A defendant in a 2015 prison riot case will go to trial alone on Monday, after a judge ordered a competency evaluation for one of the other three men in the case.
During a lengthy hearing Tuesday, Juneau Superior Court Judge Philip Pallenberg dealt with a myriad of issues involving scheduling, primarily involving the questions raised regarding Christopher Davison’s mental competency to stand trial.
Davison was one of eight inmates originally charged with felony rioting and criminal mischief in connection with the incident on Oct, 5, 2015, which reportedly caused thousands of dollars in damage but no injuries at Lemon Creek Correctional Center. Four of those defendants have taken plea agreements, including Tommie Snyder earlier on Tuesday.
Pallenberg noted that after a hearing on Monday that included observations from Davison’s counsel in several other cases, he was ordering a competency evaluation for Davison against the defendant’s wishes. It was not clear why Davison’s competency was questioned because that hearing was held in chambers. A status hearing was set for Sept. 28.
Because Davison would not be able to go to trial on July 31 as scheduled, two other defendants — Dalton Nierstheimer and Jordan Oldham — agreed to postpone their trial, which has been rescheduled for Oct. 30. They will return to court on Oct. 23 for a pre-trial hearing.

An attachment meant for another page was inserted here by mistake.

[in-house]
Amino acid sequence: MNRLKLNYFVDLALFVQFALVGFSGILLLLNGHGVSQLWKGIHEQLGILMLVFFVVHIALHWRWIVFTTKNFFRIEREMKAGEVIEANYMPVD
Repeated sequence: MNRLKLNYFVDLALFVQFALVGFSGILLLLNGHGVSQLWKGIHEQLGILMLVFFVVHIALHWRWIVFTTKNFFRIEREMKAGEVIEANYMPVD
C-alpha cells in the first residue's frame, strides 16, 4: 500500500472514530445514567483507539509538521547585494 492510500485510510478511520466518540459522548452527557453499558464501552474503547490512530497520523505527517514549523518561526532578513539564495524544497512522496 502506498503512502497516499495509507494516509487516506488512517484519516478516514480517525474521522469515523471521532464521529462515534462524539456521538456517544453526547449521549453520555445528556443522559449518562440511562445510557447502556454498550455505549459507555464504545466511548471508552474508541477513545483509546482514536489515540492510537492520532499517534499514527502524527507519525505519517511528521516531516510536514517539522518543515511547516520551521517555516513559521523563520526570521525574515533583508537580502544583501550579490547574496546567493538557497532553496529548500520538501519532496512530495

Davison is not “technically” on the calendar for that Oct. 30 trial date, but would likely also stand trial on that date if he is deemed mentally competent.
Justin F. Thomerson, meanwhile, was adamant that he wanted to proceed to trial, and as of the end of the day Thursday, no requests for a hearing to postpone appeared on the court calendar. Jury selection in his case begins at 8:30 a.m. on Monday.
Besides Snyder, three other inmates — Shawn Buck, Rodney Willis and Jose A. Munoz — have taken plea agreements in connection with the riot, which reportedly was sparked by changes to the phone system used by inmates that caused a jump in billing rates. On the night of Oct. 5, 2015, calls were abruptly stopped, and inmates became agitated by the fact that they would be paying for those disrupted calls.
In E dorm, inmates covered cameras and uprooted a table bolted to the dorm’s concrete floor. The table was wedged against the door into the dorm, and a window into the dorm was broken. Bathroom partitions and bunk mattresses were ripped from their places and shoved against the broken window in an unsuccessful attempt to prevent corrections officers from flooding the dorm with pepper spray through the resulting hole.
No one was injured in the riot, but Department of Corrections spokeswoman Sherrie Daigle said that visitation had been shut down after the incident and preliminary estimates measure the damage in the thousands of dollars.
Department of Corrections spokesman Corey Allen-Young confirmed the phone system still is being used at LCCC.
Contact reporter Liz Kellar at 523-2246 or firstname.lastname@example.org.